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Salish chief remembers civil rights fight

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PABLO — Forty-three years ago, Vic Charlo was a long way from home. And while he wasn’t on foreign soil, he was fighting a battle that still rages on for many in America: a battle for economic and social justice.

As a Native American activist in 1968, Charlo knew he had to act when Dr. Martin Luther King Jr. was assassinated.

“I knew something had to be done,” said Charlo, now the chief of the Bitterroot Salish. “(But) I didn’t know what to do.”

He found purpose by joining the Poor People’s Campaign, which King and the Southern Christian Leadership Conference had organized to address issues of economic justice and housing for the poor in the United States.

After traveling to Washington, D.C., Charlo became one of the main campaign organizers and participated in a historic two-week protest in the nation’s capitol in May 1968.

“I was there,” Charlo said before sharing his experiences in a presentation during Salish Kootenai College’s Martin Luther King Jr. Day celebrations last week.

Charlo opened his talk by singing a few lines of an old spiritual called “Oh Freedom.”

“That’s what I remember — singing those beautiful old songs,” he said.

During his time in D.C., Charlo walked around the ghettoes visiting people, talking, listening and sharing ideas, and sat in many a silent protest that often ended less quietly, he said.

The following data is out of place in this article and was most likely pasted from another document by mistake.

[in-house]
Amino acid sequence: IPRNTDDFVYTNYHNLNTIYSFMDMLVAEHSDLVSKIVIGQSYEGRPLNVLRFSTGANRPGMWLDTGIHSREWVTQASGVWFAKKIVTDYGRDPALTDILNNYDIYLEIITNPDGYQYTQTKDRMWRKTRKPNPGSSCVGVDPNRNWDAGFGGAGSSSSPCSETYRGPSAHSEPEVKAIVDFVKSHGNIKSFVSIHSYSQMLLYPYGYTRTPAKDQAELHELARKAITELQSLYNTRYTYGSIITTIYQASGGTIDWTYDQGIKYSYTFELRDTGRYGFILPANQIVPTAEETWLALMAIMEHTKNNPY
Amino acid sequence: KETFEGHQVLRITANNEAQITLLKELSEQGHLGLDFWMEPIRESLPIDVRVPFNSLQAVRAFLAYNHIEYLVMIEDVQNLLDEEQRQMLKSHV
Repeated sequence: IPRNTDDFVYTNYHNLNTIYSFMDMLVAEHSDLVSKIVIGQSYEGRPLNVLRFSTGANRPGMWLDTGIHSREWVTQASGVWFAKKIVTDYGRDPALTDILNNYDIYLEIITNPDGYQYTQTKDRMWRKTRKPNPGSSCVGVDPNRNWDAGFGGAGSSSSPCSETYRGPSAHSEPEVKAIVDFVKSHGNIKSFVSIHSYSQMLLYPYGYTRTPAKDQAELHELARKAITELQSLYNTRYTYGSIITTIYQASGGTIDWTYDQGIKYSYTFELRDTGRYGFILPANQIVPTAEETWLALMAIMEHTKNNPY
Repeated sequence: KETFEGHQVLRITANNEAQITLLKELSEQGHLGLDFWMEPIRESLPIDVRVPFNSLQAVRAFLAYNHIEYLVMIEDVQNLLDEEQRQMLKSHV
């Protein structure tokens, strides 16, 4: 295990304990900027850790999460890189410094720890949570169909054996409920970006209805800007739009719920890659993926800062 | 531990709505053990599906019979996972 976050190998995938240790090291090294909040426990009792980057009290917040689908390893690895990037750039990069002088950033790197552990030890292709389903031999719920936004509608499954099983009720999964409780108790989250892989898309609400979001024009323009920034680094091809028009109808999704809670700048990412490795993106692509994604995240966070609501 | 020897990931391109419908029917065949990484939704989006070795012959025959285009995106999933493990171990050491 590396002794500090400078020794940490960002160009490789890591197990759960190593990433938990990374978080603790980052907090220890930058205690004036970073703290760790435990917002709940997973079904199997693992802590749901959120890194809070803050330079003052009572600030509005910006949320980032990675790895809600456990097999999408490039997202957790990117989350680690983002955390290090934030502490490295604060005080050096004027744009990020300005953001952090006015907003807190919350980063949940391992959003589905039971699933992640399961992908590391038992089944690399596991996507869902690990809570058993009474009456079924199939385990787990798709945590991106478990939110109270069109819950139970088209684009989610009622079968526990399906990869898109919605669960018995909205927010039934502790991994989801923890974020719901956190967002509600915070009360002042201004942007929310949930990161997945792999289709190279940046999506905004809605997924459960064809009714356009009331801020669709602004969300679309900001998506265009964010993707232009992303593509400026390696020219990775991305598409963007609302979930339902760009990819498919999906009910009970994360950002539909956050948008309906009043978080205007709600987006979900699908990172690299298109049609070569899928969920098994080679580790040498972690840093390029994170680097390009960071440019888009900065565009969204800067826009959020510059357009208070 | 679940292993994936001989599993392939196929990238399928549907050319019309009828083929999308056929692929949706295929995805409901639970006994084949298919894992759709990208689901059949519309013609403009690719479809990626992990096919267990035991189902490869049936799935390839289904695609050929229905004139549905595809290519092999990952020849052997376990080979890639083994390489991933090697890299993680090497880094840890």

“People were beaten,” Charlo remembered.

For a young man from Arlee, his time spent in the capitol city during the tumultuous period of the civil rights movement was truly eye-opening.

“This was the first time I really saw that we were together,” Charlo said, noting that he was working alongside poor from every race. “We were finally doing something as Indian people … something that meant something to us.”

Although the Poor People’s Campaign was ultimately unsuccessful — an economic bill of rights for the nation’s poor was never passed as King had hoped — the campaign did give underprivileged Americans a way to be heard that they’d never had before, Charlo explained.

“A lot of those things (we wanted) never happened,” he said. “But at least we had a voice, and we were speaking. We have a voice, and we are being heard now even more.”

The story of the Poor People’s Campaign is perhaps best told in “Native Activism in Cold War America: The Struggle for Sovereignty” by Daniel M. Cobb, Charlo said. Several friends he worked with in D.C. are mentioned in the book.

“The Poor People’s Campaign was a campaign for the poor, but it was also a campaign for Native Americans to have their voice,” added Co Carew, SKC’s social work department chair.

Following Charlo’s presentation and a talk by SKC professor Bill Swaney on “The Tribal College Movement: Who We Are and How We Got Here,” Carew and psychology chair Carol Baldwin presented Alice Oxley with SKC’s Social Justice Award for her work in the community, especially in helping to advance women in nontraditional workplaces.

“This really was a surprise,” Oxley said. “I’m humbled and overwhelmed. (SKC) is a terrific place, and I have so much faith that it will always be.”

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